(Professor Uichin Lee (left) and PhD candidate Auk Kim) Can your AI agent judge when to talk to you while you are driving? According to a KAIST research team, their in-vehicle conservation service technology will judge when it is appropriate to contact you to ensure your safety. Professor Uichin Lee from the Department of Industrial and Systems Engineering at KAIST and his research team have developed AI technology that automatically detects safe moments for AI agents to provide conversation services to drivers. Their research focuses on solving the potential problems of distraction created by in-vehicle conversation services. If an AI agent talks to a driver at an inopportune moment, such as while making a turn, a car accident will be more likely to occur. In-vehicle conversation services need to be convenient as well as safe. However, the cognitive burden of multitasking negatively influences the quality of the service. Users tend to be more distracted during certain traffic conditions. To address this long-standing challenge of the in-vehicle conversation services, the team introduced a composite cognitive model that considers both safe driving and auditory-verbal service performance and used a machine-learning model for all collected data. The combination of these individual measures is able to determine the appropriate moments for conversation and most appropriate types of conversational services. For instance, in the case of delivering simple-context information, such as a weather forecast, driver safety alone would be the most appropriate consideration. Meanwhile, when delivering information that requires a driver response, such as a “Yes” or “No,” the combination of driver safety and auditory-verbal performance should be considered. The research team developed a prototype of an in-vehicle conversation service based on a navigation app that can be used in real driving environments. The app was also connected to the vehicle to collect in-vehicle OBD-II/CAN data, such as the steering wheel angle and brake pedal position, and mobility and environmental data such as the distance between successive cars and traffic flow. Using pseudo-conversation services, the research team collected a real-world driving dataset consisting of 1,388 interactions and sensor data from 29 drivers who interacted with AI conversational agents. Machine learning analysis based on the dataset demonstrated that the opportune moments for driver interruption could be correctly inferred with 87% accuracy. The safety enhancement technology developed by the team is expected to minimize driver distractions caused by in-vehicle conversation services. This technology can be directly applied to current in-vehicle systems that provide conversation services. It can also be extended and applied to the real-time detection of driver distraction problems caused by the use of a smartphone while driving. Professor Lee said, “In the near future, cars will proactively deliver various in-vehicle conversation services. This technology will certainly help vehicles interact with their drivers safely as it can fairly accurately determine when to provide conversation services using only basic sensor data generated by cars.” The researchers presented their findings at the ACM International Joint Conference on Pervasive and Ubiquitous Computing (Ubicomp’19) in London, UK. This research was supported in part by Hyundai NGV and by the Next-Generation Information Computing Development Program through the National Research Foundation of Korea (NRF) funded by the Ministry of Science and ICT. (Figure: Visual description of safe enhancement technology for in-vehicle conversation services)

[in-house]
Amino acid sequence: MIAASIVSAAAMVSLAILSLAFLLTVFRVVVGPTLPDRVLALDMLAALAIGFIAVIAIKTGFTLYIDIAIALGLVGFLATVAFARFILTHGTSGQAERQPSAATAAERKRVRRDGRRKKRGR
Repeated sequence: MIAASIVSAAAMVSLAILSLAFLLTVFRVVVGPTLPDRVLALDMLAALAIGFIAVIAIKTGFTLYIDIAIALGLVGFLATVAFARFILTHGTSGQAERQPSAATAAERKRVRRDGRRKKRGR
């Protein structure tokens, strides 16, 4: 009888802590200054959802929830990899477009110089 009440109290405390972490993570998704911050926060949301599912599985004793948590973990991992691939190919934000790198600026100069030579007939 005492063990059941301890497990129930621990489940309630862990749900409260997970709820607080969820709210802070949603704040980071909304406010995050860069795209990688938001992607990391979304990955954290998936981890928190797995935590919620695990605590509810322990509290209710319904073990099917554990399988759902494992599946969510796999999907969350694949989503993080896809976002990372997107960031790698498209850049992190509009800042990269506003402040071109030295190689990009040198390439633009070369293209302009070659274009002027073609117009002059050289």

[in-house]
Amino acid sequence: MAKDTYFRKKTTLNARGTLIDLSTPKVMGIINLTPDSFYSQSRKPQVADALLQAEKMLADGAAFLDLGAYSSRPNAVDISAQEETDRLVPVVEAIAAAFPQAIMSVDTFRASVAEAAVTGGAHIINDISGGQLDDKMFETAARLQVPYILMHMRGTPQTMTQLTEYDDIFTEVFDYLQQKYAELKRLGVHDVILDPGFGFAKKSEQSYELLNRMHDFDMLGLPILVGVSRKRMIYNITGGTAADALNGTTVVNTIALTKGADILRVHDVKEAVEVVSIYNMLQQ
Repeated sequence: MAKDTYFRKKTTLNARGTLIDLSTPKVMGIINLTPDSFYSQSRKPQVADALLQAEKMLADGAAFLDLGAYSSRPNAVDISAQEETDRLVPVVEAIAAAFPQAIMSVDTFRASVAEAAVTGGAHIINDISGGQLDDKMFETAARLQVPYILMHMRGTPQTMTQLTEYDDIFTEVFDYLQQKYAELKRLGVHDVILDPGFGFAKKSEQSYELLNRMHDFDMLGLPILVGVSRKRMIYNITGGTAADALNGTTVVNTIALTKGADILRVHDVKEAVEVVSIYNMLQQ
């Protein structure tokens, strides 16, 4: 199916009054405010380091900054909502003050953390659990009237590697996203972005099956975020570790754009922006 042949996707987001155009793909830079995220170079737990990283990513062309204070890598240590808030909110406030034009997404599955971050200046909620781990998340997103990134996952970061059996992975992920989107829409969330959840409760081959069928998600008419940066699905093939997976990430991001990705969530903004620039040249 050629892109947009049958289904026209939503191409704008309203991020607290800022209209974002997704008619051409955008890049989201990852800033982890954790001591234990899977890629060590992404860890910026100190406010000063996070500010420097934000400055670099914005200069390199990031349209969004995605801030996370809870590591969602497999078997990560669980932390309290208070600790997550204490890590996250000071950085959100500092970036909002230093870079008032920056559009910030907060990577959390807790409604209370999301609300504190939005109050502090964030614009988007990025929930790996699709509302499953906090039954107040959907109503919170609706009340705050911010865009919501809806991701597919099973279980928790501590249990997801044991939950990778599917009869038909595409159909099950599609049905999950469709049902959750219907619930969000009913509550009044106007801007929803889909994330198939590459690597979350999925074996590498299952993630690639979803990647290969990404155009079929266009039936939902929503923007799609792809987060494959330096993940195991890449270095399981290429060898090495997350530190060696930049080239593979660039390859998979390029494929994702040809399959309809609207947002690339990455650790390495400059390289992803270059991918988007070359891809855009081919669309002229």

Image Analysis to Automatically Quantify Gender Bias in Movies